C&W eyes new technologies and expanded services following IPO

Cushman & Wakefield and its key shareholders TPG, PAG Asia Capital and Ontario Teachers’ Pension Plan Board aim to use the proceeds of the company’s IPO this week to reduce its debt and make new investments, the company’s Global President John Forrester told PropertyEU in an interview.

‘We have taken a further step in building a world-class fully-integrated company with a strong balance sheet and plenty of potential to expand our services and introduce new technologies to our clients,’ Forrester said in a telephone call from New York.

The company aims to grow via selective acquisitions and autonomous growth, he added.

Shares in Cushman & Wakefield plc rose almost 5% on the first day of trading on Thursday following its IPO on the New York stock exchange. The company raised $765 mln (€657 mln) following the flotation of 45 million of its ordinary shares at a price of $17 per share, midway between its targeted price range of $15-$18. The company said it would use the net proceeds to reduce outstanding debts related to its acquisition of Cassidy Turley and for general corporate purposes.

Earlier this week it emerged that one of China’s leading real estate companies China Vanke bought a 4.9% stake in advisory firm Cushman & Wakefield in the run-up to its IPO. The company paid $175 mln for the 10.2 million shares through a private placement.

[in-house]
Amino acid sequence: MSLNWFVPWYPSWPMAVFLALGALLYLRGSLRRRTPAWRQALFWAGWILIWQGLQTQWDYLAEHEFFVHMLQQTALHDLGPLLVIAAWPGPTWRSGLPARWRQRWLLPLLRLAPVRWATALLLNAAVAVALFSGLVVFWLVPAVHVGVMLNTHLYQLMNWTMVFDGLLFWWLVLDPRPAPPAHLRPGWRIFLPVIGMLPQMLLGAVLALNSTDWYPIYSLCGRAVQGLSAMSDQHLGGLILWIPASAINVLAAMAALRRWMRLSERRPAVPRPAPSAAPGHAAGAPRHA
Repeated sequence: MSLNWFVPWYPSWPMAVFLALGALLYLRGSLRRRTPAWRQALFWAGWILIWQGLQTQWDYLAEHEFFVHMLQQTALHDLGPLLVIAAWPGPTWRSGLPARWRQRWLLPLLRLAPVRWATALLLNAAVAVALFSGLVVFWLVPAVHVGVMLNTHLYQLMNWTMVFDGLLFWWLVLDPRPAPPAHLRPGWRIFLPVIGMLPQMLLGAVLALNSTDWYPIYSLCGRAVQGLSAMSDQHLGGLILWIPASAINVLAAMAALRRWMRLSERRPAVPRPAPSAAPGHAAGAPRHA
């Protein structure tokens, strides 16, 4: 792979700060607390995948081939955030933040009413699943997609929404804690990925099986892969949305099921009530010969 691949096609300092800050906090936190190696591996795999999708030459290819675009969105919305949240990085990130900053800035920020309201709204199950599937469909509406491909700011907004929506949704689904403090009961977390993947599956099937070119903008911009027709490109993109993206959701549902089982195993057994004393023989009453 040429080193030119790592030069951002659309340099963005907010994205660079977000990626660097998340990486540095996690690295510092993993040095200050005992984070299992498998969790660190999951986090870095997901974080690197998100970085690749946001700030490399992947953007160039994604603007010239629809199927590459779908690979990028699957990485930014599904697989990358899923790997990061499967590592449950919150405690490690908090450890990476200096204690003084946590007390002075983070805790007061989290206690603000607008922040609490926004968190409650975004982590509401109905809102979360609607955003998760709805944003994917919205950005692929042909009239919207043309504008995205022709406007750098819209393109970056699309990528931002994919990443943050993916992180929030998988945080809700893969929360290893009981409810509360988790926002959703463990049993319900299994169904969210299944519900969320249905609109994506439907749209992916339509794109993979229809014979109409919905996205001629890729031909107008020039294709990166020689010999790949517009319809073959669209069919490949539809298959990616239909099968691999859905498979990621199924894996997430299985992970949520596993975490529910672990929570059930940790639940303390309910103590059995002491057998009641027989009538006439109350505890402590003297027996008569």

Integration generates losses
Cushman currently has 48,000 employees in about 400 offices in 70 countries, according to its IPO registration statement. Its revenue reached $6.9 bn in 2017, up from $6.2 bn in 2016. However, the company recorded a net loss of $221 mln in 2017 due to the costs of the integration of DTZ. Following its IPO, C&W is valued at around $3 bn, but this is virtually equalled by a debt of some $2.6 bn. The company’s indebtedness is so great that it was mentioned as a risk factor in the prospectus for the IPO.

CBRE generated revenue of $14.2 bn last year, while JLL's revenue came to $7.9 bn. 

Shortly after the current majority owners acquired Cushman in 2015, they appointed real estate veteran Brett White as CEO to manage the takeover and integration of DTZ and US-based Cassidy Turley. Prior to joining C&W, White worked for almost 20 years for CBRE, the last seven as CEO, and he played a key role in the IPO of that company in 2004. He left CBRE in 2012.

After White took the helm at C&W, the competition with its two key rival CBRE and JLL intensified. The key question was whether White and his team would be able to successfully integrate the three companies Cushman, DTZ and Cassidy Turley and improve the company's profit margins before the end of the current real estate boom. There is still potential to realise that goal. In the past four years, C&W has seen its profit margin rise from 7% to 10% before interest, tax and amortisation as earnings grew from $351 mln in 2014 to $529 mln last year. By contrast, CBRE's comparable profit margin is 18%.




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